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10 Famous Fake Antiques and the Suckers Who Bought Them


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Amarna Princess
Because artifacts related to King Tutankhamen are extremely popular with museum goers, a genuine statue of one of his relatives would be a huge visitor draw for a museum. © SOEREN STACHE/AFP/Getty Images
Because artifacts related to King Tutankhamen are extremely popular with museum goers, a genuine statue of one of his relatives would be a huge visitor draw for a museum. © SOEREN STACHE/AFP/Getty Images

In 2003, both the British Museum and Christie's authenticated an ancient Egyptian statue of the granddaughter of King Tutankhamen, dating the Amarna Princess as 3,300 years old.

The Bolton Museum purchased the piece that same year, but shortly after it went on display in 2004 it was discovered to be a fake. The princess, as it turns out, is not a real antiquity. She really came from Bolton, Greater Manchester, England, and was made by Shawn Greenalgh in his parents' shed. Greenalgh and his parents made and sold forgeries for more than 17 years, earning more than a million dollars running their scheme.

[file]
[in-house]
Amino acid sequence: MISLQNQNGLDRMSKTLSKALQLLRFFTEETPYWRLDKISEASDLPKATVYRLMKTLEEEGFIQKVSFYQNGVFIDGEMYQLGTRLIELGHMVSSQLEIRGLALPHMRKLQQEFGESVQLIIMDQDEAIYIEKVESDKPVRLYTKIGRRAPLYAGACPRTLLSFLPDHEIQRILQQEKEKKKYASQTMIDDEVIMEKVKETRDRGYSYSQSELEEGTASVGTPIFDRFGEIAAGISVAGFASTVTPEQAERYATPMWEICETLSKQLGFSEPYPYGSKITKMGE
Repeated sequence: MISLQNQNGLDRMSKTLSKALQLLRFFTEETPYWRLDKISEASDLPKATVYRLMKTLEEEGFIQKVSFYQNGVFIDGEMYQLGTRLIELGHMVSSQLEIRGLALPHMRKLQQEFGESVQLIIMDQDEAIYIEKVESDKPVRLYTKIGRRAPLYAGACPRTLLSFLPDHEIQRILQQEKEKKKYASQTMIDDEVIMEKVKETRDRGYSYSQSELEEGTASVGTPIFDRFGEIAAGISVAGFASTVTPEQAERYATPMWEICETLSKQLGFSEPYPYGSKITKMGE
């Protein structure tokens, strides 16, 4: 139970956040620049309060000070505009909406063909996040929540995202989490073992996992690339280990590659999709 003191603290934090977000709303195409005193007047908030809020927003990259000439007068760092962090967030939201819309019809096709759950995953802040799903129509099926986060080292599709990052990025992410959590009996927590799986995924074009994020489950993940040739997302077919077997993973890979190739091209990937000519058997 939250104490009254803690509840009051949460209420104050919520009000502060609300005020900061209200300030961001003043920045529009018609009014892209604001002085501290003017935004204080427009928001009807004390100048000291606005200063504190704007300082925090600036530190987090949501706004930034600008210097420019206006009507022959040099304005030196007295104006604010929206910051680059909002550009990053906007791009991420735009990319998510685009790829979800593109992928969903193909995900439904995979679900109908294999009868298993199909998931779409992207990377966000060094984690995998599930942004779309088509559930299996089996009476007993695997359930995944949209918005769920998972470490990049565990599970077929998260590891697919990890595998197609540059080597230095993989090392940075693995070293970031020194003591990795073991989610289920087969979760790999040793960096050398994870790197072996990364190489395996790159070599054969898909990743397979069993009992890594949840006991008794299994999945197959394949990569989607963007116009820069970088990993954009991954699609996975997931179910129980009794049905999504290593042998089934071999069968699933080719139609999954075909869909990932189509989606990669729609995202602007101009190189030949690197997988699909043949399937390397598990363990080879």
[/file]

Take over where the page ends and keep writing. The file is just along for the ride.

Greenhalgh was jailed for four years for fraud and money laundering, and his parents, George and Olive, were given suspended jail sentences for conspiracy to defraud.

The Amarna statue is now the property of the London Metropolitan Police, and has been displayed in an exhibition about forgeries at the Bolton Museum.


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